Mindfulness in Rome

I am sitting on a covered rooftop balcony in Rome, Italy reading “Search Inside Yourself” by Chade-Meng Tan, an exploration of the benefits of mindfulness and self-awareness. Tan explains the phenomenon he calls “Expensive Food Meditation,” where people tend to appreciate expensive food more and take their time. He argues that if we treated every meal as we treat expensive meals, we would be much more satisfied and happy.

When I reflected on this, I realized this is how people treat foreign countries versus their own countries. What we become familiar with, what we believe to be mundane and everyday, becomes gray in our minds. When places are new, fresh and expensive to get to, those are the places about which we appreciate every little detail.

I, myself, am guilty of this. Yet being abroad has made me realize how lucky I am to live in a place as great as San Diego.

Fresh-made pizza

“Lying face-down on the street, I had an out-of-body experience, looking down on my limp leg splayed out to the side, and prayed that I would be okay to leave for Europe in 10 days.”

Italy breeds a certain type of mindfulness by circumstance. My classmates and I speak enough Italian to order pizza multiple times a day, but not enough to listen to neighboring conversations. In our fast-paced world, we constantly search for stimuli of all our senses, but the absence of verbal stimuli is something we unconsciously struggle with in Italy. Very rarely do we hear a conversation in English, and the communication barrier can be frustrating at times. Imagine being surrounded by the voices of the parents in Charlie Brown (they sound prettier than that), and you are suddenly thrust into a sudden self-reflection during the gaps of English conversation.

Personally, I have been forced into self-awareness by way of a complete rupture of my left MCL. For those of you not familiar with the knee, the medial collateral ligament is the primary stabilizer of the joint. The Sunday before finals week, I was skating to the library when I lost my balance. My left knee slammed into the asphalt of Campanile and I heard a sickening pop.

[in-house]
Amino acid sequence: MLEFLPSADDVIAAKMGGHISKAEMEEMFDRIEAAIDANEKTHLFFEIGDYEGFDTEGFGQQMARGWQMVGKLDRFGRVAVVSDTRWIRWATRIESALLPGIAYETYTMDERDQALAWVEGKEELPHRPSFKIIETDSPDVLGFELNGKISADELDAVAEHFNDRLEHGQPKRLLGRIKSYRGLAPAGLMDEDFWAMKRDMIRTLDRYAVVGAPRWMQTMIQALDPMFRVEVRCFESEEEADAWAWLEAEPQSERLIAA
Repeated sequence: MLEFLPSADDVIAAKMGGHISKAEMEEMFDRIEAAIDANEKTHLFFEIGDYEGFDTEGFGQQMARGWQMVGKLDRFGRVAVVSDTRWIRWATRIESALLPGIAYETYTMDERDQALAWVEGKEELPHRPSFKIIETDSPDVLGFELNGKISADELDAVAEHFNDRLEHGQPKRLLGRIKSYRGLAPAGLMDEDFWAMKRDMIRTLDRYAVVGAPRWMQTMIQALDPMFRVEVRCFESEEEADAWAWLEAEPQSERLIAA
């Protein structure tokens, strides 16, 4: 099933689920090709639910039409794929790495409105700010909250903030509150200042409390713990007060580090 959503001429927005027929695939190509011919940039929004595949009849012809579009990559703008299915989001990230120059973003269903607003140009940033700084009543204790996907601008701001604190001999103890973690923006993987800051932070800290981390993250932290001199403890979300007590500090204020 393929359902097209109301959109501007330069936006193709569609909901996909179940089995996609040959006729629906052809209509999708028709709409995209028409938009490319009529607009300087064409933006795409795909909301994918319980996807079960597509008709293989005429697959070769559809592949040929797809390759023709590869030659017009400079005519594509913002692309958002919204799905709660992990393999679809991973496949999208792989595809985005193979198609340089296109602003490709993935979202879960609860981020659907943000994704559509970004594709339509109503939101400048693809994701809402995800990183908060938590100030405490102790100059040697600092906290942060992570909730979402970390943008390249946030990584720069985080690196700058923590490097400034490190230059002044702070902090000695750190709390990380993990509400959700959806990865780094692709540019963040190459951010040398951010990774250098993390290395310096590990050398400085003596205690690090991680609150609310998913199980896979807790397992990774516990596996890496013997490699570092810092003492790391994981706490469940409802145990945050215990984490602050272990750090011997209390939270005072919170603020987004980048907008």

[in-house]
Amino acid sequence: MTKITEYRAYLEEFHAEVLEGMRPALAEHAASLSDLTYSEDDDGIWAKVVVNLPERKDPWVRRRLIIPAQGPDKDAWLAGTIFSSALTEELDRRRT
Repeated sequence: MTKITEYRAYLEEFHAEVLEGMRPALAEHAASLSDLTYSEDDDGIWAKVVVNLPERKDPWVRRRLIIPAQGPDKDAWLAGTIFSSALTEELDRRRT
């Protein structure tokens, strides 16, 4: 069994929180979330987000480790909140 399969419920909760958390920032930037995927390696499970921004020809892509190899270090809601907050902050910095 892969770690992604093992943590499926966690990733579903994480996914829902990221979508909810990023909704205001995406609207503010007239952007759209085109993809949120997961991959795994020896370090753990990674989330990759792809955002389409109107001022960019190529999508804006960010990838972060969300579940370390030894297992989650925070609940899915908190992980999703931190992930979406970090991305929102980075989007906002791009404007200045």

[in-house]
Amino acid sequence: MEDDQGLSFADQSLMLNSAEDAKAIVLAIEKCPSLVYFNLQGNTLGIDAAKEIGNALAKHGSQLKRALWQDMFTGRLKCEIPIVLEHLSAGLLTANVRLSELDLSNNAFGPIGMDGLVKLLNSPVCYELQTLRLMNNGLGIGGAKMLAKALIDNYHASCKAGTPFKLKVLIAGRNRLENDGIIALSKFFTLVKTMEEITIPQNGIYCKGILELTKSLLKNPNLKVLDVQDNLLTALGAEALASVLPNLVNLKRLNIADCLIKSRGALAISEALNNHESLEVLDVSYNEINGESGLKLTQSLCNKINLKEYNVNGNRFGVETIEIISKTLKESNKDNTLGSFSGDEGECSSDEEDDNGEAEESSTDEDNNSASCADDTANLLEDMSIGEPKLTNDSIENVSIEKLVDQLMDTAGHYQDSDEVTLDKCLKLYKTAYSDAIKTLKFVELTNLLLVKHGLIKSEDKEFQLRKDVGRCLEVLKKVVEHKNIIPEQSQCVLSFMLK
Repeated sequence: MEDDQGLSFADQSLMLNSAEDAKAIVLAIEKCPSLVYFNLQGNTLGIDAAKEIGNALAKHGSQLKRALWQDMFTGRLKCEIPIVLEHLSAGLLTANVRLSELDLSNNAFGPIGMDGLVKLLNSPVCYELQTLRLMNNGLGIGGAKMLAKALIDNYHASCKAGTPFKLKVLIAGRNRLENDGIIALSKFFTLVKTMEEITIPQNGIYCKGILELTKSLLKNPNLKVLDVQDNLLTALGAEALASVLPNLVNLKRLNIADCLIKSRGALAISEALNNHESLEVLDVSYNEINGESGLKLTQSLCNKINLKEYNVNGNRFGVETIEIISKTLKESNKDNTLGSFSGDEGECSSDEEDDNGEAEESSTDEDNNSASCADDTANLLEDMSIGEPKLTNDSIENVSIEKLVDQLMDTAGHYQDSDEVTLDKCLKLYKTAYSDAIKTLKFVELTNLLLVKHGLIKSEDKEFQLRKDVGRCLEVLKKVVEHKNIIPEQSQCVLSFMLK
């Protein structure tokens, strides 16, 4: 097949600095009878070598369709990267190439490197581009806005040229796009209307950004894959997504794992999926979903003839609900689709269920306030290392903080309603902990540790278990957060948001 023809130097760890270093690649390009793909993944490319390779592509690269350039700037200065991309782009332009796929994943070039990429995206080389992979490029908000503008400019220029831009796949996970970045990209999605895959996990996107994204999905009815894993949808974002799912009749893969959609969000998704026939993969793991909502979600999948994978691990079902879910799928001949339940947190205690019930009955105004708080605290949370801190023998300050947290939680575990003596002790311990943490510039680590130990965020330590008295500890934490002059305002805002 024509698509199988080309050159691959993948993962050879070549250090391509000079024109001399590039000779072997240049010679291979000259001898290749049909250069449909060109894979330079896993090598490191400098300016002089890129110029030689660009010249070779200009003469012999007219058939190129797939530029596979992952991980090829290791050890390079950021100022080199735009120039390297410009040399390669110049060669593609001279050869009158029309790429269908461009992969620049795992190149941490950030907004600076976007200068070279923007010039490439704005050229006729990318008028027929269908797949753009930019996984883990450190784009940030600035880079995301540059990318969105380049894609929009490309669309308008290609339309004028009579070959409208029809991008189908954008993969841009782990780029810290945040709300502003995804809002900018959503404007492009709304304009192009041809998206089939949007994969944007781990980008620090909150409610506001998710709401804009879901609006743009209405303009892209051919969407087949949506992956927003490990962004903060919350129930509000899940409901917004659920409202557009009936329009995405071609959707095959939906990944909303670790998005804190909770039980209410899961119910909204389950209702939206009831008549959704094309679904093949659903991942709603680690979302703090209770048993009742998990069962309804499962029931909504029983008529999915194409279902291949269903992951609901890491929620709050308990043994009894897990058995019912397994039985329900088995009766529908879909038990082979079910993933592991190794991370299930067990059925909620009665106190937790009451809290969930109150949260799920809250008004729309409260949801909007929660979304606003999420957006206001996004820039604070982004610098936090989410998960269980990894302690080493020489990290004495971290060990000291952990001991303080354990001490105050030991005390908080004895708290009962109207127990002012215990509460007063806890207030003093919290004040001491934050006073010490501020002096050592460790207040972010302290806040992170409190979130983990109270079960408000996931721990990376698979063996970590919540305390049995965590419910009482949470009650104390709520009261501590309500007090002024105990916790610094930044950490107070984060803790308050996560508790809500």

Lying face-down on the street, I had an out-of-body experience, looking down on my limp leg splayed out to the side, and prayed that I would be okay to leave for Europe in 10 days. I felt angry at the world for the timing of the incident and tried to be gentle on myself. My leg dragged behind me as I slowly continued my walk to the library, and I spent the next five hours icing my knee and studying for my differential equations final.

After countless hours spent in Calpulli the next week (Dr. Green and I are now on a first name basis), the doctors determined I had a grade three MCL tear. I started sobbing like a child, so very thankful that I would not need surgery.

The gravity of this injury did not hit me until I tried on my prescribed full leg walking brace. After 12 years of competitive soccer mercifully free from knee injuries, I felt betrayed and trapped in my own body. Fortunately, the doctors said I would be fine to go abroad, as long as I wore my brace religiously. I named it Eleanor and she is now my constant, albeit annoying at times, companion.

Eleanor, my new stylish accessory

The uneven cobblestones of Rome are certainly not my best friends, but they have helped me learn to check up on myself much more than I would have without an injury. My pausing allows me to look around, walk slowly, and be thankful for this amazing place I get to call home for a couple of weeks.

I check in on my body at night, breathing deeply and appreciating all the hard work my body does for me each day. Instead of criticizing my body’s failures/struggles, I applaud the baby steps (and 8-plus miles a day) I am able to make.

In Search Inside Yourself, Tan reminds us that all too often when we are in pain, we constantly tell ourselves we will feel so much better after the pain is over. Tan argues that even after a severe injury, we do not appreciate the absence of pain. My goal this coming year is to celebrate the freedom from pain.

As Tan says at the end of every chapter, thank you for your attention. Thank you for acknowledging my voice in a sea of others. I appreciate you. As the rain pours down around me and washes away the last of 2017, I look around and am reminded how lucky I truly am. The smell of fresh air holds a promise in it, the opportunity present in 2018. There is magic here, in mindfulness, in self-awareness, in celebrating freedom from pain.

Reflecting back on 2017, I surpassed many of my goals, professionally and personally and it was a great year (even with its ups and downs). It brought me so much love and support from family and friends, new and old. My goal for 2018 summed up in one word: togetherness. May we embrace our shortcomings, laugh at our mistakes, learn from our failures and support each other in this funny little home we call Earth.


Paige Doherty computer science sophomore. She studied entrepreneurship in Rome over Winter Break.

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